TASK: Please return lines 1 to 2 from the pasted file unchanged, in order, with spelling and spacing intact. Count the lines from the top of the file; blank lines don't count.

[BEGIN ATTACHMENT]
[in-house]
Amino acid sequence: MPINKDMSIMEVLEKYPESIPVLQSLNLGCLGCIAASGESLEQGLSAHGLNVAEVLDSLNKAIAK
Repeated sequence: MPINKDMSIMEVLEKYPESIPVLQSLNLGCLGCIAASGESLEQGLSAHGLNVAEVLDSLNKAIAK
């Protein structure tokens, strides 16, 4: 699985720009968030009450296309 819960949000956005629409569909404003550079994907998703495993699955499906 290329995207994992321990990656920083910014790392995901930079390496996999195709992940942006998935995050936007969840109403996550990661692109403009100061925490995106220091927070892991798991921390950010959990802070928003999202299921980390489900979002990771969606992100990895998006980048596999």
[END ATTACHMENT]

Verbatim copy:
[in-house]
Amino acid sequence: MPINKDMSIMEVLEKYPESIPVLQSLNLGCLGCIAASGESLEQGLSAHGLNVAEVLDSLNKAIAK